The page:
For Mexican President Enrique Pena Nieto, the capture of Joaquin "El Chapo" Guzman, head of Mexico's Sinaloa cartel and arguably the world's most notorious drug lord, is as momentous (and Hollywood-ready) as the killing of Osama bin Laden was for U.S. President Barack Obama. By nabbing "Shorty," Pena Nieto has both made his country safer and improved his political standing.
Unfortunately, the parallels don't stop there. Bin Laden's death marked not the end of al-Qaeda but its evolution into a more dispersed and no less deadly threat. Guzman's arrest likewise highlights a shift in Mexico's criminal landscape from one populated by a handful of big cartels to one teeming with scores of smaller and more violent groups that rely on not just drug-running, but also extortion and kidnapping.
The fight against these groups will be long, arduous and door-to-door. It is also -- primarily -- a Mexican fight, which is why it would be a mistake to move Guzman to the U.S., where he faces multiple federal indictments. Pushing for extradition would not only undermine the kind of U.S.-Mexico cooperation that produced his arrest, but also deny Mexico the chance to show it can hold such criminals to account and undermine Pena Nieto's credibility and commitment.
The war goes on, obviously, but the tactics need to change. When the state of Michoacan's government was overrun by the Knights Templar drug gang and self-styled vigilantes, Pena Nieto's administration in effect took over the state, deploying the military and billions of dollars in assistance. Pena Nieto cannot afford to do that in every state that faces a severe crime problem.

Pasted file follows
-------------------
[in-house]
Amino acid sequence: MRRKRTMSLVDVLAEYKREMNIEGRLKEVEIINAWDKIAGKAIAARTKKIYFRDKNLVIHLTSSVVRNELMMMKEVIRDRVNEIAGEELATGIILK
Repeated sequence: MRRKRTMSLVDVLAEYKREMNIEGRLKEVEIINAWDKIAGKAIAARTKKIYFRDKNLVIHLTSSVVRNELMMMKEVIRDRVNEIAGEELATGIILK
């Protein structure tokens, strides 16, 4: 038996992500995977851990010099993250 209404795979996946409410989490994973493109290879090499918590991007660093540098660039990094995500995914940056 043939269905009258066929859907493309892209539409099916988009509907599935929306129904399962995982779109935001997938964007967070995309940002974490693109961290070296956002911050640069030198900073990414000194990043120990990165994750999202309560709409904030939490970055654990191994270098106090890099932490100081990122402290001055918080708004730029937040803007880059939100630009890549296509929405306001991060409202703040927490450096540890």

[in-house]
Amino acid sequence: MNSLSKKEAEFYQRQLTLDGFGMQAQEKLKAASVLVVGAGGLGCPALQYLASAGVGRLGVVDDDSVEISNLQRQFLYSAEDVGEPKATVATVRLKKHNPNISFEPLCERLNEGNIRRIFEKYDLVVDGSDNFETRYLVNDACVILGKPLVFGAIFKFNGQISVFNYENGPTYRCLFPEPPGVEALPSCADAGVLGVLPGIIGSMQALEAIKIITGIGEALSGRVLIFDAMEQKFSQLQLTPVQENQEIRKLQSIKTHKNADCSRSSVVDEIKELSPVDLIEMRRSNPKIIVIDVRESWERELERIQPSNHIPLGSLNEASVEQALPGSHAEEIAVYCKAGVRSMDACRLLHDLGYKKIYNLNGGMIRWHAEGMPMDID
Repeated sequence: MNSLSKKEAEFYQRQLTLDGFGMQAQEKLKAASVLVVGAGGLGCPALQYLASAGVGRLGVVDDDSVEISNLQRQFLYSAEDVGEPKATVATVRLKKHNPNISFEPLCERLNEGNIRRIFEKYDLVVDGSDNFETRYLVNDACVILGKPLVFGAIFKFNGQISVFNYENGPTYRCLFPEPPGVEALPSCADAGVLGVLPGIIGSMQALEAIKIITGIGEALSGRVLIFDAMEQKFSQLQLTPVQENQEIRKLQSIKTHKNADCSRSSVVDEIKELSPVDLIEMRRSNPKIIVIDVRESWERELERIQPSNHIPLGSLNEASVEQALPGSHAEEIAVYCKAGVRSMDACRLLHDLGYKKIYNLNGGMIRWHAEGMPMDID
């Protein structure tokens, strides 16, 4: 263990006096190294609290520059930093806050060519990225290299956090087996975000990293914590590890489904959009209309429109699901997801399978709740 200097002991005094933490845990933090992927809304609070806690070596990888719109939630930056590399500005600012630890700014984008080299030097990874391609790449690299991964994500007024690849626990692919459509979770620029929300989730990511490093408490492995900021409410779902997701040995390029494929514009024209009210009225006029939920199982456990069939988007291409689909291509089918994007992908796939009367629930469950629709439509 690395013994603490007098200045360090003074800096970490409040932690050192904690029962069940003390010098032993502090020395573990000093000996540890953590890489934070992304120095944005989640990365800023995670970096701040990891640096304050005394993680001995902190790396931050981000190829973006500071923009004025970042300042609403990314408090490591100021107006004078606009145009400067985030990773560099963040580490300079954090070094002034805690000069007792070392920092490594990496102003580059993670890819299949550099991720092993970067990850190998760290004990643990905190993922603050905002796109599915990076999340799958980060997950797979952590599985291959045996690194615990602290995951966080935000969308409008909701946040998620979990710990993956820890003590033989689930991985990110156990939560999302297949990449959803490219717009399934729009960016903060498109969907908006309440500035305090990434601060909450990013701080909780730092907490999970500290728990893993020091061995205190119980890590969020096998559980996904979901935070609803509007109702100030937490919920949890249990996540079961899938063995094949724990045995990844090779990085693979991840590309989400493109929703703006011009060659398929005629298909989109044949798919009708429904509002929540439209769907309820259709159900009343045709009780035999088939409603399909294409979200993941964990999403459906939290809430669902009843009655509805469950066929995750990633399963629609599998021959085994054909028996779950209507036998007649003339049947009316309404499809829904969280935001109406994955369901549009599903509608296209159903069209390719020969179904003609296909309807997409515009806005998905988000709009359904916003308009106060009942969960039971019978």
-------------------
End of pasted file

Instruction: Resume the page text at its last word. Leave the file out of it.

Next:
The solution is to promote the rule of law at the local level. Although Mexico has begun a transition to a new justice system based on adversarial public trials with oral arguments (as opposed to a closed-door system based on written arguments), only one-third of the population is now covered by the switch, which is supposed to be complete by 2016. The reform of state and local police has yet to gain real momentum. Building public trust in the judiciary and law enforcement is a critical challenge: Some of the highest of Mexico's very high homicide rates have been recorded in places with low social capital -- disrupted family and community networks in cities such as Ciudad Juarez, which has seen a dislocating influx of workers to its border factories.
If the U.S. wants to help, it could expand its assistance to Mexico for criminal justice reform. Or it could step up inspections to stanch the southbound traffic of guns that doubtless included some of the 97 large guns, 36 handguns, 2 grenade launchers and one rocket launcher seized during his arrest. Right now, the U.S. interdicts only a tiny fraction of trafficked firearms heading to Mexico. Or it could step up its anti-money-laundering enforcement. (You can walk across the U.S. border into Mexico with hundreds of thousands of dollars stored on prepaid cards.)
So by all means let law enforcement officers on both sides of the border celebrate Guzman's arrest. Then they can get back to work on meeting the new threat posed by those who will surely follow in his wake.
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